‘The Queen of the Air’ – An Irishman’s Diary on aviation pioneer Amy Johnson
Amy Johnson: in May 1930, she flew solo from England to Australia, the first woman to do so
Amy Johnson was born in 1903, the same year that the Wright Brothers made their first flight. It would seem that this was no mere coincidence. Johnson was a pioneering aviator who would go on to popularise the field of aviation and set a whole slew of flying records in the process.
At the start of the 20th century, flying was still the preserve of the wealthy and very much male-centred. Johnson, who was born in Hull, had a gradual entry into the business. She took flying lessons at the London Aeroplane Club and got her pilot’s licence in July 1929. Eager to understand the mechanics of flying as well as the art of it, she then became the first British woman to get a ground engineer’s “C” licence.
In May 1930, she flew solo from England to Australia, the first woman to do so. She covered the distance of 11,000 miles in 19½ days. Prior to taking on this mammoth global journey, the longest solo flight that she had undertaken was from London to Hull. The second-hand de Havilland DH60G Gipsy Moth biplane was named Jason.
Flying conditions were still extremely primitive, which makes her achievement all the more remarkable.
She stopped at Vienna, Istanbul, Aleppo, Baghdad, Karachi, and Singapore. Extreme weather conditions also dictated that she had to make several forced landings en route, including on a sugar plantation on the island of Java and on Timor. She was aged just 26. Newspapers referred to her as the “British Girl Lindbergh”, a reference to the American flying pioneer, Charles Lindbergh, who had become the first to cross the Atlantic west-east. A civic reception in her honour in Sydney brought thousands of people on to the streets who wanted to catch a glimpse of the record-maker.
Her feat firmly captured the public imagination back home. Women wanted to copy her hairstyle and songs were written about her exploits. She was in great demand to attend charity events and even officiated at the opening of a Butlins holiday camp.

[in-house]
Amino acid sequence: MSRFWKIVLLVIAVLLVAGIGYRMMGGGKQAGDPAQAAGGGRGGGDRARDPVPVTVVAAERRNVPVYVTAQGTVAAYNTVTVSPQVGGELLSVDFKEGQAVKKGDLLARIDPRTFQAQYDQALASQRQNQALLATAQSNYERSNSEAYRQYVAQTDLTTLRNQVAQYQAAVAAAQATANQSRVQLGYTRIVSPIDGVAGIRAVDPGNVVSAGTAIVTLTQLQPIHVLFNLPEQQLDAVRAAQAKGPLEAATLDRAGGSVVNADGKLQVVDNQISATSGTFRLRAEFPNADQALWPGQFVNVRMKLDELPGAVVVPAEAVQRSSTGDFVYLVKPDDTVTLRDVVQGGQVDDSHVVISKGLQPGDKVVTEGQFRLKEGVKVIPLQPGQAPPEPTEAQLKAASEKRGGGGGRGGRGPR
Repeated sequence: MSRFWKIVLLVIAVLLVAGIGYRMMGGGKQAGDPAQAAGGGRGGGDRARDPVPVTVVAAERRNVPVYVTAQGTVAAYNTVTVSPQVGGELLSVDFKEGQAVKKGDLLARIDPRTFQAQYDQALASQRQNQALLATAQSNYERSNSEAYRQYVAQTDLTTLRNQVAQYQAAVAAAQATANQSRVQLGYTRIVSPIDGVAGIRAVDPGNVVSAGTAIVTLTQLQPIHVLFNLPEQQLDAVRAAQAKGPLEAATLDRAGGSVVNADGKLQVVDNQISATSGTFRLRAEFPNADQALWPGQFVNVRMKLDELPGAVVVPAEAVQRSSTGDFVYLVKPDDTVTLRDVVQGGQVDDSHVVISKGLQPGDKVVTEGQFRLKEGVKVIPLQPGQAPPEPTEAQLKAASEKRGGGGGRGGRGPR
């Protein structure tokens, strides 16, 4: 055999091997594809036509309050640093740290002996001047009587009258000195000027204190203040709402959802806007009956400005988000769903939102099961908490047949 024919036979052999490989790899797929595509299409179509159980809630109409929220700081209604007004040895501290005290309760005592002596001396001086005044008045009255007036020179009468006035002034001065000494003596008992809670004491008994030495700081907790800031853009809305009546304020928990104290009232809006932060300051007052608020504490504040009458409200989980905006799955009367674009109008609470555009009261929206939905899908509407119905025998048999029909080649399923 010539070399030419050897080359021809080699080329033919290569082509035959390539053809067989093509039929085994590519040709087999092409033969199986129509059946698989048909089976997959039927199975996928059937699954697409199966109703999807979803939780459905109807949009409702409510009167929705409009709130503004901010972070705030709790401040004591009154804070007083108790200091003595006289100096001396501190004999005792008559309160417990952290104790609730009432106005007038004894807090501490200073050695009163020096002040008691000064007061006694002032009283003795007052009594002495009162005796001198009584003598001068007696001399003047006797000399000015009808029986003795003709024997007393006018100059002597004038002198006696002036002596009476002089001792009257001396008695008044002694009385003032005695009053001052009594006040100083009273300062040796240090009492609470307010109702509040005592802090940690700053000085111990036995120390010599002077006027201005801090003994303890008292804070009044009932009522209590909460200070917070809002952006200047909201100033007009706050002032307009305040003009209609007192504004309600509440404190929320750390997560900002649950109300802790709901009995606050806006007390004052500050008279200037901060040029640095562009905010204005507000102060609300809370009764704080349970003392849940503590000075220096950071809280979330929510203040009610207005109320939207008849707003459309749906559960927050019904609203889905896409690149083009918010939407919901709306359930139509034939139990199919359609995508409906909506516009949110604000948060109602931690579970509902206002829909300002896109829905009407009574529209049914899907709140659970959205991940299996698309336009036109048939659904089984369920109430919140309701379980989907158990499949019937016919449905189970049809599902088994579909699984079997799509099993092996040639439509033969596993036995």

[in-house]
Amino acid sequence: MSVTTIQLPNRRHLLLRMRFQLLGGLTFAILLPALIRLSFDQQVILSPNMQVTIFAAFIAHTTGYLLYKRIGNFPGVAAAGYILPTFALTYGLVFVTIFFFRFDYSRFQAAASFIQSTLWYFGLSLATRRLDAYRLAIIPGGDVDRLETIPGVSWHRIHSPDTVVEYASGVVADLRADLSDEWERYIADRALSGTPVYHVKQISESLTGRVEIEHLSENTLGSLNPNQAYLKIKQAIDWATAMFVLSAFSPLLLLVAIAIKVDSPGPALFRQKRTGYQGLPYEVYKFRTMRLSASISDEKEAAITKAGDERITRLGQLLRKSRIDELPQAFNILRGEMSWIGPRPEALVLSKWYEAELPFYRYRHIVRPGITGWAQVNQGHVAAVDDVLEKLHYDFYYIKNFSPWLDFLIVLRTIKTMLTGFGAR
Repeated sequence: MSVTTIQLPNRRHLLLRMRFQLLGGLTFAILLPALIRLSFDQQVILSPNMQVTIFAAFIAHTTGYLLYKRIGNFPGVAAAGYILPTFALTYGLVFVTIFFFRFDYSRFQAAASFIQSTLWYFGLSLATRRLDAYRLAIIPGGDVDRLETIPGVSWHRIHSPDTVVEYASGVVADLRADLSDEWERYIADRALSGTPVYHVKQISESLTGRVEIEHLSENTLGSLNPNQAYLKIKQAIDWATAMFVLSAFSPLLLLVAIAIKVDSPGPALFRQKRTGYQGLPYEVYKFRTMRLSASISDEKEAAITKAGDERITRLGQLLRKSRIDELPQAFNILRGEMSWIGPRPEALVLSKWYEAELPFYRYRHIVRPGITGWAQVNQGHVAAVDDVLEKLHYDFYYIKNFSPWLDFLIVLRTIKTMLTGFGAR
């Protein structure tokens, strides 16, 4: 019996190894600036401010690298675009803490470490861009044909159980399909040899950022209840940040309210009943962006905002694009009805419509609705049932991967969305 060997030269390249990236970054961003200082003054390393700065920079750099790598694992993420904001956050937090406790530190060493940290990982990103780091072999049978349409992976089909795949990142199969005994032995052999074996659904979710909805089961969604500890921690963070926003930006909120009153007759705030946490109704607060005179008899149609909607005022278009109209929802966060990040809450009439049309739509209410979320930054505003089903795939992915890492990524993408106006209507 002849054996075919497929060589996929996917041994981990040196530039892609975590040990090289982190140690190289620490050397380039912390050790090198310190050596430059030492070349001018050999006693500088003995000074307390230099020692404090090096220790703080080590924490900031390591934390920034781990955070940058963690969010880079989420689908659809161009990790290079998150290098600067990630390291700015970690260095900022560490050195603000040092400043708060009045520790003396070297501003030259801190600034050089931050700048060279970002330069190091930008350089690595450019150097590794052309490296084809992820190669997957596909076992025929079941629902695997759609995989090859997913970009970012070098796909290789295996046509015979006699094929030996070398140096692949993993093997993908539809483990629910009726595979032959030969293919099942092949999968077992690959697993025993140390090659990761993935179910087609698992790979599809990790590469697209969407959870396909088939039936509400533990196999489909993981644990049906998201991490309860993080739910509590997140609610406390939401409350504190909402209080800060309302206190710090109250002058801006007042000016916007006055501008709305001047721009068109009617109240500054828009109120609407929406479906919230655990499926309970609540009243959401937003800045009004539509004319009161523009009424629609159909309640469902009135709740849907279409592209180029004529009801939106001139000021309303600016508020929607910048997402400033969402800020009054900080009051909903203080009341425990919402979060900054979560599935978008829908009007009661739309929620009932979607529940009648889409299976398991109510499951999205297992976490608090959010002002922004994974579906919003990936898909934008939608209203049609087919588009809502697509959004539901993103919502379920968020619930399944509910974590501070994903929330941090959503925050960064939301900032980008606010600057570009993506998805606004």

Her new-found celebrity status earned her invitations to high-society parties, mixing with the likes of Charlie Chaplin, Lady Astor and George Bernard Shaw. In the US, President Roosevelt invited her to lunch at his home in Hyde Park in New York state.
Johnson set yet another aviation record in July 1931, when she became the first pilot to fly from London to Moscow in a single day.
Together with her co-pilot, she made the 1,760 mile journey in just 21 hours.
In October of the same year, she travelled to Ireland and gave a talk entitled, “My Flight with ‘Jason’ to the Land of the Golden Fleece”, to audiences in Belfast and Baldonnell. A full-size model of the aircraft that she flew to Australia in was exhibited in Clery’s in Dublin’s O’Connell Street.
With so many records to her name, Johnson had the world at her feet. The “Queen of the Air”, as she was known, married the Scottish-born aviator Jim Mollison in 1932. He was known as the “playboy of the air” and together the press described them as “the flying sweethearts”.
In July 1932, they visited the Irish Aero Club at Baldonnell Aerodrome. They gave a talk about their experiences in the air and were made honorary members of the club. The following month, Mollison made a 33-hour flight from Portmarnock Strand to New Brunswick. It was the first solo east-west crossing of the Atlantic. He chose Portmarnock because no airfield in Britain was long enough for the take-off run.
He said that Portmarnock was one of the ideal landing spots in the world.
The Lord Mayor of Dublin, Alfie Byrne, and a large crowd of spectators were there to see him off. He flew in a single-engined de Havilland Puss Moth named Heart’s Content.
He had planned to land in New York, but instead had to land near St John’s, Newfoundland, due to a strong headwind. Flying conditions were still primitive and he touched down with only 15 minutes of fuel remaining. He survived on coffee and chicken sandwiches. He stored the three pints of coffee in thermos flasks and the sandwiches in a space between his seat and the rear petrol tank.
Like that other great female aviation pioneer of her generation from the other side of the Atlantic, Amelia Earhart, Johnson lost her life pursuing her passion for flying. Johnson died in January 1941 while piloting an aircraft on behalf of the Air Transport Auxiliary, an organisation that was set up to repair and transport Royal Air Force aircraft around Britain during the war.
Mysteriously, her plane ditched into the freezing water of the Thames Estuary and her body was never recovered. She was just 37 years of age.